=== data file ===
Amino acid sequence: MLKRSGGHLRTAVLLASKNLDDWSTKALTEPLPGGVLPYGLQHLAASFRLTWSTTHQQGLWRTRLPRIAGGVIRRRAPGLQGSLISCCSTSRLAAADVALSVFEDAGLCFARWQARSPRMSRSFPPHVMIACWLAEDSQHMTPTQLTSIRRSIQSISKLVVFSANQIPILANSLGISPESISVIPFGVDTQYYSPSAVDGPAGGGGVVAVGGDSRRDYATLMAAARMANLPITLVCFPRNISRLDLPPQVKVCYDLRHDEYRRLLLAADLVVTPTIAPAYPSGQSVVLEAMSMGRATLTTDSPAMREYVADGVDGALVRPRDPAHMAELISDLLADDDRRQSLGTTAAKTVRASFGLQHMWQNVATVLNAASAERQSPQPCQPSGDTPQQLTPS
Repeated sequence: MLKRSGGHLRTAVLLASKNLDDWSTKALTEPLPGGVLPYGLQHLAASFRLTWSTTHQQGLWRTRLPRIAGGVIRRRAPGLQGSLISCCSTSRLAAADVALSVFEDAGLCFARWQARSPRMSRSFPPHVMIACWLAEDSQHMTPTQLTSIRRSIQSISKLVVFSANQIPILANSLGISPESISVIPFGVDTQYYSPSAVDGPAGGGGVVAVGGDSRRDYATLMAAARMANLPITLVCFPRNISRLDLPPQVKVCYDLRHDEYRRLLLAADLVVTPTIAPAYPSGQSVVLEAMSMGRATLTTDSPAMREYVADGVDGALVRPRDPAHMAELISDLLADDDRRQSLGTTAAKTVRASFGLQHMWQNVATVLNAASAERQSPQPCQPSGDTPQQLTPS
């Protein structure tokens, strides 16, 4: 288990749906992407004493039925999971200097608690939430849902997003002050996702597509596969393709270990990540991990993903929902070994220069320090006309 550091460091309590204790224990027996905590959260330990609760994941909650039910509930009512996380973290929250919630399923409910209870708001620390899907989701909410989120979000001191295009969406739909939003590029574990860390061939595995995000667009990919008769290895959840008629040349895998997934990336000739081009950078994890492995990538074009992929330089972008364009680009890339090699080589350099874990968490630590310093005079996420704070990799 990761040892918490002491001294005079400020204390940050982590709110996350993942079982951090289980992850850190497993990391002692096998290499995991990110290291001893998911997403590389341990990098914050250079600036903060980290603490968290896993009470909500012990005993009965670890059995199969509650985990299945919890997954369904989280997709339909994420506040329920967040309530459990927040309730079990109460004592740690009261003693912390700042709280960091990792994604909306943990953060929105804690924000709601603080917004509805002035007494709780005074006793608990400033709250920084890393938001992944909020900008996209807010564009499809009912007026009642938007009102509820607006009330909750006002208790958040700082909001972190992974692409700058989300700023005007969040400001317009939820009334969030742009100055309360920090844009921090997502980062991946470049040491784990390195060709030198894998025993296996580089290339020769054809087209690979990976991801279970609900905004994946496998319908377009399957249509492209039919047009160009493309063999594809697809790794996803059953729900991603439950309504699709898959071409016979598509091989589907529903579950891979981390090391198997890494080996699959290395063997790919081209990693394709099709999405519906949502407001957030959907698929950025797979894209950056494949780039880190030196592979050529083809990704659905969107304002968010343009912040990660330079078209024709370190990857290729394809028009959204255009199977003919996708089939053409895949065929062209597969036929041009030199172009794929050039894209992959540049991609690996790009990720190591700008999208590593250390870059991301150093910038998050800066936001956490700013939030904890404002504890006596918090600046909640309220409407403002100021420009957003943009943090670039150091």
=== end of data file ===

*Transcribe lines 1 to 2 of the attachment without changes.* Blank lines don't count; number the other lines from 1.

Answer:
Amino acid sequence: MLKRSGGHLRTAVLLASKNLDDWSTKALTEPLPGGVLPYGLQHLAASFRLTWSTTHQQGLWRTRLPRIAGGVIRRRAPGLQGSLISCCSTSRLAAADVALSVFEDAGLCFARWQARSPRMSRSFPPHVMIACWLAEDSQHMTPTQLTSIRRSIQSISKLVVFSANQIPILANSLGISPESISVIPFGVDTQYYSPSAVDGPAGGGGVVAVGGDSRRDYATLMAAARMANLPITLVCFPRNISRLDLPPQVKVCYDLRHDEYRRLLLAADLVVTPTIAPAYPSGQSVVLEAMSMGRATLTTDSPAMREYVADGVDGALVRPRDPAHMAELISDLLADDDRRQSLGTTAAKTVRASFGLQHMWQNVATVLNAASAERQSPQPCQPSGDTPQQLTPS
Repeated sequence: MLKRSGGHLRTAVLLASKNLDDWSTKALTEPLPGGVLPYGLQHLAASFRLTWSTTHQQGLWRTRLPRIAGGVIRRRAPGLQGSLISCCSTSRLAAADVALSVFEDAGLCFARWQARSPRMSRSFPPHVMIACWLAEDSQHMTPTQLTSIRRSIQSISKLVVFSANQIPILANSLGISPESISVIPFGVDTQYYSPSAVDGPAGGGGVVAVGGDSRRDYATLMAAARMANLPITLVCFPRNISRLDLPPQVKVCYDLRHDEYRRLLLAADLVVTPTIAPAYPSGQSVVLEAMSMGRATLTTDSPAMREYVADGVDGALVRPRDPAHMAELISDLLADDDRRQSLGTTAAKTVRASFGLQHMWQNVATVLNAASAERQSPQPCQPSGDTPQQLTPS